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Main > English folktales > Fairy tale "Childe Rowand"

Childe Rowand

So he dashed the bowl to the ground, and said: "Not a sup will I swallow, nor a bit will I bite, till Burd Ellen is set free."

Just at that moment they heard the noise of some one approaching, and a loud voice was heard saying:

"Fee, fi, fo, fum,

I smell the blood of a Christian man,

Be he dead, be he living, with my brand,

I'll dash his brains from his brain-pan."

And then the folding-doors of the hall were burst open, and the King of Elfland rushed in.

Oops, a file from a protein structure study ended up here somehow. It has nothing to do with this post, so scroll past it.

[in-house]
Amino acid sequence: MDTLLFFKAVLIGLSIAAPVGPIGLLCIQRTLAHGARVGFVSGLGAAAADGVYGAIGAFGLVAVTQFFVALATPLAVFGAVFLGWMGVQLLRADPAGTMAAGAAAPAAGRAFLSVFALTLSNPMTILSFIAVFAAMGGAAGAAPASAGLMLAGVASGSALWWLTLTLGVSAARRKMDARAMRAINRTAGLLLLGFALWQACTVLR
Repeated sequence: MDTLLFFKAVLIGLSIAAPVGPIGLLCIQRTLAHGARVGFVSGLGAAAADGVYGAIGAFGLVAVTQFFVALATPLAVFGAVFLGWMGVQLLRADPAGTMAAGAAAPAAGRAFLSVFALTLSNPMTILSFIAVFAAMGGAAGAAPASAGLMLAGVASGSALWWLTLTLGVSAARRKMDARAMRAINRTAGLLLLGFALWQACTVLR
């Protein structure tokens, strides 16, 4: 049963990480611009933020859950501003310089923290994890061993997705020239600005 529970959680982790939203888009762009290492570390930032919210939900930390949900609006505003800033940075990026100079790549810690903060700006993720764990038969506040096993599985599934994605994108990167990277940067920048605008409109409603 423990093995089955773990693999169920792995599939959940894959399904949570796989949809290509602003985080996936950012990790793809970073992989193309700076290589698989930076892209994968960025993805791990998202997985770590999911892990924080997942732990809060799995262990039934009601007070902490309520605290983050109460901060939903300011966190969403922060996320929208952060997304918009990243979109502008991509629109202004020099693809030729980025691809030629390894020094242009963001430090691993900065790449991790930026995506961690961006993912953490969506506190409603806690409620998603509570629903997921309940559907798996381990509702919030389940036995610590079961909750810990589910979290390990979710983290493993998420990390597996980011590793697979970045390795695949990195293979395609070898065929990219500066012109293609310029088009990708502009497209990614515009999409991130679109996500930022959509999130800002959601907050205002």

"Strike then, Bogle, if thou darest," shouted out Childe Rowland, and rushed to meet him with his good brand that never yet did fail. They fought, and they fought, and they fought, till Childe Rowland beat the King of Elfland down on to his knees, and caused him to yield and beg for mercy. "I grant thee mercy," said Childe Rowland, "release my sister from thy spells and raise my brothers to life, and let us all go free, and thou shalt be spared." "I agree," said the Elfin King, and rising up he went to a chest from which he took a phial filled with a blood-red liquor. With this he anointed the ears, eyelids, nostrils, lips, and finger-tips, of the two brothers, and they sprang at once into life, and declared that their souls had been away, but had now returned. The Elfin king then said some words to Burd Ellen, and she was disenchanted, and they all four passed out of the hall, through the long passage, and turned their back on the Dark Tower, never to return again. And they reached home, and the good queen, their mother, and Burd Ellen never went round a church widershins again.

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